Overall, the book is a worthwhile collection of essays. It includes most of the main topics that a researcher would want covered. It is missing a few topics, for instance a review of State programs. There are several unmentioned proposals to broaden the EITC, such as a special program for the disabled. A short essay discussing back-to-work tax programs in an international context would also be useful. I would have also liked a discussion of EITC’s effect on the decision to have and the timing of children. Otherwise the book is excellent.
Washington and Lee University
Rule of law
A Strike Like No Other Strike: Law & Resistance during the Pittston Coal Strike of 1989–1990. By Richard Brisbin, Jr. Baltimore, MD, The Johns Hopkins University Press, 2002, 350 pp., $44.95/hardback.
The history of coal mining is written in books, songs, and oral histories. A Strike Like No Other Strike focuses on the 1989–1990 Pittston Coal Strike, but it isn’t meant to simply add another chapter to a normative history of coal mining in America. Instead, Richard Brisbin, Jr. looks at how American faith in the "rule of law" affected the players in this battle.
Historically, as unions evolved, they saw the law as a counterweight to mitigate managements’ control of the work environment. The National Industrial Recovery Act (NIRA), the Bituminous Coal Code, National Labor Relations Board, the Wagner Act, and other Federal actions created a framework for union activity that offered legal remedies to address workers’ grievances. Brisbin writes that these activities resulted in a set of institutions and laws that constituted a legal complex that can be seen in the 1950 accord between the United Mine Workers of America (UMWA) and the Bituminous Coal Operators Association (BCOA). The situation changed in the 1970s as the economics of coal became less favorable for BOCA members and the Reagan administration signaled a change in labor policy, resulting in BCOA seeking changes to the 1950 accord. Brisbin’s contention is that the resulting 1984 A.T. Massey strike set the stage for actions occurring in the later Pittston strike.
Comprising the balance of the book, the Pittston strike can be seen as a series of dramas on both sides. Leaders of the UMWA used words and images to define their objectives within the confines of existing law. On the other side, Pittston understood very well the legal remedies open to them and chose to exploit those legalities. As strikers increasingly turned to extralegal means out of frustration with the duration of the strike, Pittston turned to the courts for relief in the use of injunctions and large fines against the union. The two sides grew farther apart from each other, both in their rhetoric and their view of the world.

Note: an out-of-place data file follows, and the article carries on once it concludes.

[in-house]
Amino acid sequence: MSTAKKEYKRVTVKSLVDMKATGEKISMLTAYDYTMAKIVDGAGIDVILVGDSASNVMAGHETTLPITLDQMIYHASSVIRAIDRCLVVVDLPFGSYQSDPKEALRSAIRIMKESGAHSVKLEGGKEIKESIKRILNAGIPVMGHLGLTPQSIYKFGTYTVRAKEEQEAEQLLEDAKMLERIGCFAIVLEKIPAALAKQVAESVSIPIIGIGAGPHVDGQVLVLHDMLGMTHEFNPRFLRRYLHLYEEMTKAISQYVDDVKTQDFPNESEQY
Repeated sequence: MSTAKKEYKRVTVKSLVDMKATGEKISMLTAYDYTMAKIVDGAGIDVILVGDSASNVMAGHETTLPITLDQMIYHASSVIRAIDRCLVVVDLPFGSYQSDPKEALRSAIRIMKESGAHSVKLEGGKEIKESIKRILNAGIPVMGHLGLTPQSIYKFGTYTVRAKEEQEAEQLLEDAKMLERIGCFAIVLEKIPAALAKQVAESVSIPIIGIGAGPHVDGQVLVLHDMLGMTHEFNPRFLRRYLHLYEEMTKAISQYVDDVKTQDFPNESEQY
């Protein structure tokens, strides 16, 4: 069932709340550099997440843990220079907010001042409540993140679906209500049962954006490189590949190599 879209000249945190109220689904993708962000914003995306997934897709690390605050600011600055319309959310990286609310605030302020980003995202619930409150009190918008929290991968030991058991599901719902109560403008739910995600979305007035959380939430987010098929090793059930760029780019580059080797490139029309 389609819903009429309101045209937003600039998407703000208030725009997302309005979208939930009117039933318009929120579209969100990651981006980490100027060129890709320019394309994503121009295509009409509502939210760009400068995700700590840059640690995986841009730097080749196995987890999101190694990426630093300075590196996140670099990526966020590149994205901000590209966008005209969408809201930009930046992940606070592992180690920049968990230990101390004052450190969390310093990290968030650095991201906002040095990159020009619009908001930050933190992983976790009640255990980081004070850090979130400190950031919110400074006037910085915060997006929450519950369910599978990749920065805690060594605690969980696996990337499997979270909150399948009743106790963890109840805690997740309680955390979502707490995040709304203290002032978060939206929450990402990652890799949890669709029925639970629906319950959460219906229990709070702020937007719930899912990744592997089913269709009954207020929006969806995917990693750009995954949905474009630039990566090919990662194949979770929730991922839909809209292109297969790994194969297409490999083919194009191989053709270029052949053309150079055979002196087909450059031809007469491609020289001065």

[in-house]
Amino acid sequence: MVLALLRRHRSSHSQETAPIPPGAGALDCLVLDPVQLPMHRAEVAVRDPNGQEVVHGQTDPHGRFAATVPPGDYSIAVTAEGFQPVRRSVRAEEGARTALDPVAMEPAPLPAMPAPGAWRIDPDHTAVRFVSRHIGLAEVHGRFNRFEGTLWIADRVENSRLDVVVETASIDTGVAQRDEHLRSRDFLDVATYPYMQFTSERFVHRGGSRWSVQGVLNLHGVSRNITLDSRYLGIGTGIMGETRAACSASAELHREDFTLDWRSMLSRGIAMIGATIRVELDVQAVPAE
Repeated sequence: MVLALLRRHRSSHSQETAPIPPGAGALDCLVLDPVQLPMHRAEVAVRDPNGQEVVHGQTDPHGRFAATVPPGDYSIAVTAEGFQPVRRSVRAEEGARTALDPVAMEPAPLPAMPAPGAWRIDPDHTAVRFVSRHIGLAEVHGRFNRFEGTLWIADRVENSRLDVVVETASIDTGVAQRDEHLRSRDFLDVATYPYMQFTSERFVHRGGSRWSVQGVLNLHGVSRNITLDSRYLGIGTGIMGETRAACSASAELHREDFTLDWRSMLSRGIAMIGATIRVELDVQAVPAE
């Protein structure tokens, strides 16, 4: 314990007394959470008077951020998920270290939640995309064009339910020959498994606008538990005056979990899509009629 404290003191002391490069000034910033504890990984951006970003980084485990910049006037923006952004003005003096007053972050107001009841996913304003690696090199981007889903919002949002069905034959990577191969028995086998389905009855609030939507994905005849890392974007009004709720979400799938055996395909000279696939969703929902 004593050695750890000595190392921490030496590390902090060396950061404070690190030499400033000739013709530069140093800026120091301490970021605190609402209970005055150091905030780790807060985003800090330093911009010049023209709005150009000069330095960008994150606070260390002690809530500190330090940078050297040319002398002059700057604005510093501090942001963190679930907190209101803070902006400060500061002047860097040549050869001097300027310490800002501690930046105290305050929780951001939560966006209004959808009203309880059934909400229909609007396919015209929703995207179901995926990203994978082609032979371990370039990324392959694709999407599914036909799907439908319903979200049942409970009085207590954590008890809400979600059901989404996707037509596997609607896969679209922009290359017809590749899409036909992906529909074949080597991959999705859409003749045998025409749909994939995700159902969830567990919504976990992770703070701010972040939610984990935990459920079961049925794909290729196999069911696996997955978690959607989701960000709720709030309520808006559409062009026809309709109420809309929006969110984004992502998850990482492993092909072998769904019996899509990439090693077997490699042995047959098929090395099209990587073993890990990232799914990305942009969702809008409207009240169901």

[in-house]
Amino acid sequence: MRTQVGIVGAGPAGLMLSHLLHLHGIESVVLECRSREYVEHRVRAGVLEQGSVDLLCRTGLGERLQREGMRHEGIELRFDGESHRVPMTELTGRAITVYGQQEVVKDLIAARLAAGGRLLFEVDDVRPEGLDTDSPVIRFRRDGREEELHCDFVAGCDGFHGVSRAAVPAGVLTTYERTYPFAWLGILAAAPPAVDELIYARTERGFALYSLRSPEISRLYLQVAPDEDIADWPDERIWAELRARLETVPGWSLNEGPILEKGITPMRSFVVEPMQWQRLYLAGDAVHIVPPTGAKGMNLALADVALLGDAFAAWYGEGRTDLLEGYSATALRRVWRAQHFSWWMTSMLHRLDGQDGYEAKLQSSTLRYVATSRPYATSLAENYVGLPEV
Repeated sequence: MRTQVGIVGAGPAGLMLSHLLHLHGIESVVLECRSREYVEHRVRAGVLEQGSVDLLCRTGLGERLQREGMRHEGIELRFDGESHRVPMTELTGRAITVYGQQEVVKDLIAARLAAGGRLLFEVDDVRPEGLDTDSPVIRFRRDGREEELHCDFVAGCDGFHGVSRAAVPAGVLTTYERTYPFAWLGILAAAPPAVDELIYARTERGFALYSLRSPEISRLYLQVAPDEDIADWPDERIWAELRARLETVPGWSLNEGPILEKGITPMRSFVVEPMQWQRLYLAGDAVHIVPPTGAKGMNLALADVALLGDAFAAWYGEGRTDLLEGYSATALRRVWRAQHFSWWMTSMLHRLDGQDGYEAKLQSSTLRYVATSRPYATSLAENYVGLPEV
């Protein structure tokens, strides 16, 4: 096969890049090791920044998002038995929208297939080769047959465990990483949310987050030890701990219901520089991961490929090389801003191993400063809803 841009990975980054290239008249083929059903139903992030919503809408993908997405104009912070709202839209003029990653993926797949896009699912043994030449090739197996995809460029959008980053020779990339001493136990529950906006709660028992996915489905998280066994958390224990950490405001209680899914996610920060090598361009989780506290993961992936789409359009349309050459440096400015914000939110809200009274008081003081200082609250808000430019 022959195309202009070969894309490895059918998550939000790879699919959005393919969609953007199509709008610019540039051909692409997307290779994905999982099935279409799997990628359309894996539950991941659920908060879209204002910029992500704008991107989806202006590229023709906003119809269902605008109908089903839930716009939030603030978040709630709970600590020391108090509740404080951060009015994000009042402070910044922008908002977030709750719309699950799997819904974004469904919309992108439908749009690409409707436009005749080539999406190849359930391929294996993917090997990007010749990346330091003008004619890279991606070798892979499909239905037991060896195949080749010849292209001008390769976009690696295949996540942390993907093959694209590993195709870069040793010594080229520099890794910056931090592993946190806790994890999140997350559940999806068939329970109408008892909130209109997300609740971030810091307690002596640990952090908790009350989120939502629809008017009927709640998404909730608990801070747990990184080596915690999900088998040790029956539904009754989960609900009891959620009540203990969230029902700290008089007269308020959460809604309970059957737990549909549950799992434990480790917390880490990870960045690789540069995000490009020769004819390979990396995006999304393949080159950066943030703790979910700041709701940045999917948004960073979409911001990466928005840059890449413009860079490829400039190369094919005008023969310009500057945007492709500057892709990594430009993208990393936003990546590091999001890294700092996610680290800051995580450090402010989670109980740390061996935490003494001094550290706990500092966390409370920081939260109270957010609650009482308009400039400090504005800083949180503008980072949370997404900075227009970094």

Despite instances of violence during the strike, ultimately the UMWA and Pittston settled their dispute with a contract, essentially returning to a legal means to end the conflict. Unfortunately, the conflict was not only costly, but also brought few lasting benefits to the miners, many of whom later lost their jobs as work shifted to nonunion mines both in the East and in the West. In the end, neither staying within the law nor breaking its boundaries could bring the justice and fairness sought by strikers for themselves and their families. Legalisms shaped the conflict, but faith in the rule of law proved no match to political power and economic forces.
A Strike Like No Other Strike gives fascinating insights for those involved in directing collective bargaining activities, both as managers and union activists. It is written using theoretical concepts more at home in academia than on the picket line, although one can occasionally hear the voice of the actual strikers who question the legalistic philosophy espoused by their leaders. With its emphasis on situational analysis, professors, labor lawyers, managers, and union activists will find this book more compelling than rank-and-file workers.
Bureau of Labor Statistics,